Fox Valley Technical College in Appleton, Wisconsin, has 60 diesel-powered tractors, giving diesel tech students plenty of chances for hands-on learning. Photo: Ronnie Garrett

Fox Valley Technical College in Appleton, Wisconsin, has 60 diesel-powered tractors, giving diesel tech students plenty of chances for hands-on learning. Photo: Ronnie Garrett

Ed Chipalowsky is a diesel technology instructor for Monroe Career and Technical Institute in Bartonsville, Pennsylvania. Though at first blush, the words technical institute imply the school solely caters to post high school graduates, Chipalowsky teaches in its high school program aimed at training diesel technicians.

MCTI is part of a growing number of schools, industry organizations and fleet operations at work to address the escalating technician shortage by reaching kids early, mentoring them throughout high school and tech school, then following through with continuing education at the industry level. As an instructor in the first tier of this educational process, Chipalowsky is a big proponent of this new approach. “More schools are seeing the advantages of reaching kids at younger ages and are beginning to make changes in their curriculum to provide pathways to technical education,” he says.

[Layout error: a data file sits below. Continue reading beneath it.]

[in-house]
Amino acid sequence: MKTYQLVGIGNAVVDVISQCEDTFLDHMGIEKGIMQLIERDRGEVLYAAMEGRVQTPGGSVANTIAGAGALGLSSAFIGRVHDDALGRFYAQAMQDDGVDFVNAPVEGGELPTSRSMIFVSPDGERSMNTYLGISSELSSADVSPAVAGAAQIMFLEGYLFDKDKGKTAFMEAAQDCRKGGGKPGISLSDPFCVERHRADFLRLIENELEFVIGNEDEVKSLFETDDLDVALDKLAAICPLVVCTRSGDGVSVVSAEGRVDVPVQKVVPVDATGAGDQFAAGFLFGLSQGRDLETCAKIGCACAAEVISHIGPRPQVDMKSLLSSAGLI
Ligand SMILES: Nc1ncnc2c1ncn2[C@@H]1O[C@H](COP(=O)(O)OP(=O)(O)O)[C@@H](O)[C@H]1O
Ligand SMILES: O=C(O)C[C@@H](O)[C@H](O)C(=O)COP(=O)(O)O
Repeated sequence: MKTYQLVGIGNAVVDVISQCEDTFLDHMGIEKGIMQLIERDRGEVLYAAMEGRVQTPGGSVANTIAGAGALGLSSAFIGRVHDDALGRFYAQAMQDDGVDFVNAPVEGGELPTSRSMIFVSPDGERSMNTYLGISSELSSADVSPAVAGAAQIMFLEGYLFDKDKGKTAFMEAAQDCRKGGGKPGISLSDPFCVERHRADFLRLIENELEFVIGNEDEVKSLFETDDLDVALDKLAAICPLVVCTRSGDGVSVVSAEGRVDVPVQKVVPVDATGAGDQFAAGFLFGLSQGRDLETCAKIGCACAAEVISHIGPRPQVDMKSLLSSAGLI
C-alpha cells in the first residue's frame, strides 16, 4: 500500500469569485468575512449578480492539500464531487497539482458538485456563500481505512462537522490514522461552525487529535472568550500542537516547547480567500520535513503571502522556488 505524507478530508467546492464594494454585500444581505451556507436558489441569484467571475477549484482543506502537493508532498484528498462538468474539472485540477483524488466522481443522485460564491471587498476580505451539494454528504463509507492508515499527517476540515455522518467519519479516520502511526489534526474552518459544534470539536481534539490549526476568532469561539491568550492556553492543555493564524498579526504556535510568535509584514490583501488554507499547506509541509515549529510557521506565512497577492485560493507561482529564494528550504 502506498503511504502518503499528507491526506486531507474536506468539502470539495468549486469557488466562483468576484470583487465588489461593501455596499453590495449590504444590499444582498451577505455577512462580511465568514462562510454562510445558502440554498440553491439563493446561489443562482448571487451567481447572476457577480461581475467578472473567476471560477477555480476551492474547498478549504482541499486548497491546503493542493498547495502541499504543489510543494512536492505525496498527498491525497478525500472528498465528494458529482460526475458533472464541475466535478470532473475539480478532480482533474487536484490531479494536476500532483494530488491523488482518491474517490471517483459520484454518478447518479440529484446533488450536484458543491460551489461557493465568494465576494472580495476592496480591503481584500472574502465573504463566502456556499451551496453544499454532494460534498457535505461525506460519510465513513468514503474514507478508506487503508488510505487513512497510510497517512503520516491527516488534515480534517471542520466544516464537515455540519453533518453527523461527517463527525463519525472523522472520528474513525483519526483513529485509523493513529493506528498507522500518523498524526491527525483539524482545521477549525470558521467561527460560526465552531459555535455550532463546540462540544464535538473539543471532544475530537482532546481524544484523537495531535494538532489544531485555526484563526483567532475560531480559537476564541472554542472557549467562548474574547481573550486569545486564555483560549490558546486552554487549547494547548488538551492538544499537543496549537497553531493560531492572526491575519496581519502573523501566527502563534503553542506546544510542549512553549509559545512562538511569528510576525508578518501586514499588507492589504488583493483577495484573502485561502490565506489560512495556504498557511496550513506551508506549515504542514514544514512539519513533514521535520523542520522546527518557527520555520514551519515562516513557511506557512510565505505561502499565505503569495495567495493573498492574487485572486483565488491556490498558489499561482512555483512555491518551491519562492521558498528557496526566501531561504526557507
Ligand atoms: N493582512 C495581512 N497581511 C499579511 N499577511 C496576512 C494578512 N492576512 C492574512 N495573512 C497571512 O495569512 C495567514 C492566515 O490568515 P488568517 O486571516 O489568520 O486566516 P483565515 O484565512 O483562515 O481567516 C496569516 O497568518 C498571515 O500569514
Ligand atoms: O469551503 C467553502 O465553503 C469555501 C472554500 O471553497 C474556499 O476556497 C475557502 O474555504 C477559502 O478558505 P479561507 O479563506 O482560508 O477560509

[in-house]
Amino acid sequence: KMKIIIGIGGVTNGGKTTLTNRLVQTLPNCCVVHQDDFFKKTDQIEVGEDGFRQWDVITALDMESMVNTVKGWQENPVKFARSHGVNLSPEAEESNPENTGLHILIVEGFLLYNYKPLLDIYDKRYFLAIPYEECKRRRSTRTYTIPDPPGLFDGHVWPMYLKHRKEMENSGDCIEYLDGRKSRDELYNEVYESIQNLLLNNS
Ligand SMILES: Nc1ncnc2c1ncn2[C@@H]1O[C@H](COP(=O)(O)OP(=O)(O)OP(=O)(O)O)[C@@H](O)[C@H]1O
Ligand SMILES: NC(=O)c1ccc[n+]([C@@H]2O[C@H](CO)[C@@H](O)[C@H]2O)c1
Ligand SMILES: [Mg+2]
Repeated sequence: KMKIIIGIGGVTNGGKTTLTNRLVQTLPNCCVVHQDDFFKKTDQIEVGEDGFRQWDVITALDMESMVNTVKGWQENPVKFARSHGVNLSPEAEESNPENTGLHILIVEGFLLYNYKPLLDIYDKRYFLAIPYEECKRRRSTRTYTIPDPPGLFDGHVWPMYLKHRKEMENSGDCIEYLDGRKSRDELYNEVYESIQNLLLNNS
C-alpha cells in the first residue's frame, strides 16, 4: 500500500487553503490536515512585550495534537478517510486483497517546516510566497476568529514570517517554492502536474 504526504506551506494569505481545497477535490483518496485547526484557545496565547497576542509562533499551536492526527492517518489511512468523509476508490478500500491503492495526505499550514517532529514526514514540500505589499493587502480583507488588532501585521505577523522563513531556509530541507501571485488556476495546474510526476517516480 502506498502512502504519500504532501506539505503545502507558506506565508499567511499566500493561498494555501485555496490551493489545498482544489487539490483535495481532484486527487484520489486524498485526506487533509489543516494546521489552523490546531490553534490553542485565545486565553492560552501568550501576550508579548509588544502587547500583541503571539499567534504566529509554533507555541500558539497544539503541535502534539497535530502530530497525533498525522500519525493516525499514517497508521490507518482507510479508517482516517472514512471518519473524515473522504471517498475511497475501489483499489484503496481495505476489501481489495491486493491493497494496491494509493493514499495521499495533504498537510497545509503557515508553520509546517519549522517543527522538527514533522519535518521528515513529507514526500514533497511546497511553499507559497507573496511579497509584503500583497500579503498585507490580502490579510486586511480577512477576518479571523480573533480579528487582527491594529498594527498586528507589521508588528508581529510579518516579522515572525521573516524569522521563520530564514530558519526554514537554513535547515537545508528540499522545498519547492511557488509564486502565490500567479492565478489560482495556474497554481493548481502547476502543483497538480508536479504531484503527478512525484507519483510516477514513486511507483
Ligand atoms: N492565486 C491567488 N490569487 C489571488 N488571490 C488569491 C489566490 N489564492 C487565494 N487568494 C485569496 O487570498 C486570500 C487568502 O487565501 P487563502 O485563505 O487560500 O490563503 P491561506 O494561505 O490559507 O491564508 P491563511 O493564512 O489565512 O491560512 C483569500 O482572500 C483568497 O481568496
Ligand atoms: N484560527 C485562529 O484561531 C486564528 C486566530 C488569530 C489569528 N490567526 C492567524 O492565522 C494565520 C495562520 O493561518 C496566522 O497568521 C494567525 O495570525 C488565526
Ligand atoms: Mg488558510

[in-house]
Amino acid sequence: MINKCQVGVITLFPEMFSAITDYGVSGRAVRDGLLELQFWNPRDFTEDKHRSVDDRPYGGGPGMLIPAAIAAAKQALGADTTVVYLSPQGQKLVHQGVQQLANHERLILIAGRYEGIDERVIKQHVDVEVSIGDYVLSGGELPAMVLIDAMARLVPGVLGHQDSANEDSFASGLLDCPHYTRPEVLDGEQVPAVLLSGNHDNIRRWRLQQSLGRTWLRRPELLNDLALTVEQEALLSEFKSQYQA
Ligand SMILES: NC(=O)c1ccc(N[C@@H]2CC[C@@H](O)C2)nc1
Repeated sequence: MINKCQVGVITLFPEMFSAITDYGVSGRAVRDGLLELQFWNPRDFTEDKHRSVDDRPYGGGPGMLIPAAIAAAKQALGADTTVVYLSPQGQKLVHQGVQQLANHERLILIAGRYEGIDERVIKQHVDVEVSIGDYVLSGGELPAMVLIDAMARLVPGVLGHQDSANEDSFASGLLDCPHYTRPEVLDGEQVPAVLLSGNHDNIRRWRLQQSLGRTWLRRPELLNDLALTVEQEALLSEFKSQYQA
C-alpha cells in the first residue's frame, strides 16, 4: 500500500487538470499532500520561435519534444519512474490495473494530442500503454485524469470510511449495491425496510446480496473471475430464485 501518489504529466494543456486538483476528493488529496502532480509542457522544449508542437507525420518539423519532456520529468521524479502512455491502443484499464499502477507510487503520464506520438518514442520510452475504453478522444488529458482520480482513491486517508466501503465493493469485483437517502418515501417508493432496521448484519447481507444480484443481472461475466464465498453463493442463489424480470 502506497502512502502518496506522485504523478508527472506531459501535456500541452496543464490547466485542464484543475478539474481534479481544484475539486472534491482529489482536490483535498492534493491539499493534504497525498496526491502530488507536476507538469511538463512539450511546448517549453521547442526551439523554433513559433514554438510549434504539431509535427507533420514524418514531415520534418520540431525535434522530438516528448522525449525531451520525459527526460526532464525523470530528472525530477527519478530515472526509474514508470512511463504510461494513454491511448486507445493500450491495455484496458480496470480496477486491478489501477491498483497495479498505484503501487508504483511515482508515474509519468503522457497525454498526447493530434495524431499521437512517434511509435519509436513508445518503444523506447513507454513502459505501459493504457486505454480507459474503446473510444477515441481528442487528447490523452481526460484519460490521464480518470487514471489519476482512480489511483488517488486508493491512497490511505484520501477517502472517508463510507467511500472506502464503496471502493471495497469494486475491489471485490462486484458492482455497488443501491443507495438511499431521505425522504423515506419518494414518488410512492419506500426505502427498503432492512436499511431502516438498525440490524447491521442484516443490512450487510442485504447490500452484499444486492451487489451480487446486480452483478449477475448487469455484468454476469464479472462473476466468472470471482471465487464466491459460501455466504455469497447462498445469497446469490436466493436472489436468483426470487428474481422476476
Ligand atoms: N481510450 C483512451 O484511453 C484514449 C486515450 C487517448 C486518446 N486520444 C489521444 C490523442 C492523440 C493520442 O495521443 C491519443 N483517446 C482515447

And, he says, the approach is working. “One of our students, during his junior year, completed a certification program with Volvo/Mack. He later applied for a job at a Volvo/Mack dealership in Allentown,” he says. “The woman at the counter considered his age and said, ‘We only hire certified technicians.’ The young man opened his book and showed her his certifications.”